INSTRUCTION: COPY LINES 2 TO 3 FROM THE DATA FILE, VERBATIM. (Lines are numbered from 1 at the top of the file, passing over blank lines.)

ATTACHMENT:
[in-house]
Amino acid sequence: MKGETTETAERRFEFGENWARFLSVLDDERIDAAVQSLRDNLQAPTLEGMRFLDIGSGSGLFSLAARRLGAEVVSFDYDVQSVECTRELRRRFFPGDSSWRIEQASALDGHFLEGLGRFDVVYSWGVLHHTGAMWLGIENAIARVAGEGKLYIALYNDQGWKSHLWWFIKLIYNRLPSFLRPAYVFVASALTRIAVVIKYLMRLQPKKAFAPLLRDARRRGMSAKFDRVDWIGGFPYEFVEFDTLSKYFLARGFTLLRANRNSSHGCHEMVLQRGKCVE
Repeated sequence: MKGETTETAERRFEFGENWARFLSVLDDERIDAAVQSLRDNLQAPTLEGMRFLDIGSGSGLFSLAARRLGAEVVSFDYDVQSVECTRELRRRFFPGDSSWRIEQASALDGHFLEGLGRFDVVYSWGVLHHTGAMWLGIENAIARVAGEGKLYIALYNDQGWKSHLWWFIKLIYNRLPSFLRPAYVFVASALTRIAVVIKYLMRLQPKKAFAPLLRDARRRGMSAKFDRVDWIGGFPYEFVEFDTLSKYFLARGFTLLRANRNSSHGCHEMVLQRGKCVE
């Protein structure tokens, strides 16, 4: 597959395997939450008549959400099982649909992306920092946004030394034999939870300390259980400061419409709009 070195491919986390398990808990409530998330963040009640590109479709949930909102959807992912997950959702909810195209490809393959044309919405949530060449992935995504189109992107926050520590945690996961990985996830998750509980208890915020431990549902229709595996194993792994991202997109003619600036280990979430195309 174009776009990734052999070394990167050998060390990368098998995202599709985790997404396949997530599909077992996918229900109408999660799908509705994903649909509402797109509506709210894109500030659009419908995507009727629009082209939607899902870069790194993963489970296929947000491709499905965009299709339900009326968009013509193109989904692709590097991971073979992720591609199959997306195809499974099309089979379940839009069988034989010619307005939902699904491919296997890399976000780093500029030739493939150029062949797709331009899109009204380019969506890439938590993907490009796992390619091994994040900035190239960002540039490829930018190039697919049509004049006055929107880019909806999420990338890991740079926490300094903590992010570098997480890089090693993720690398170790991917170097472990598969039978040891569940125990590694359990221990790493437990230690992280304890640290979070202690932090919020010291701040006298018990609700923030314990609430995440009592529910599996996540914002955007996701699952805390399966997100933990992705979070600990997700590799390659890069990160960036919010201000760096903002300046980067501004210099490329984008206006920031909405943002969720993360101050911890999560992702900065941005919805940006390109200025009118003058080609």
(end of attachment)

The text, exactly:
Amino acid sequence: MKGETTETAERRFEFGENWARFLSVLDDERIDAAVQSLRDNLQAPTLEGMRFLDIGSGSGLFSLAARRLGAEVVSFDYDVQSVECTRELRRRFFPGDSSWRIEQASALDGHFLEGLGRFDVVYSWGVLHHTGAMWLGIENAIARVAGEGKLYIALYNDQGWKSHLWWFIKLIYNRLPSFLRPAYVFVASALTRIAVVIKYLMRLQPKKAFAPLLRDARRRGMSAKFDRVDWIGGFPYEFVEFDTLSKYFLARGFTLLRANRNSSHGCHEMVLQRGKCVE
Repeated sequence: MKGETTETAERRFEFGENWARFLSVLDDERIDAAVQSLRDNLQAPTLEGMRFLDIGSGSGLFSLAARRLGAEVVSFDYDVQSVECTRELRRRFFPGDSSWRIEQASALDGHFLEGLGRFDVVYSWGVLHHTGAMWLGIENAIARVAGEGKLYIALYNDQGWKSHLWWFIKLIYNRLPSFLRPAYVFVASALTRIAVVIKYLMRLQPKKAFAPLLRDARRRGMSAKFDRVDWIGGFPYEFVEFDTLSKYFLARGFTLLRANRNSSHGCHEMVLQRGKCVE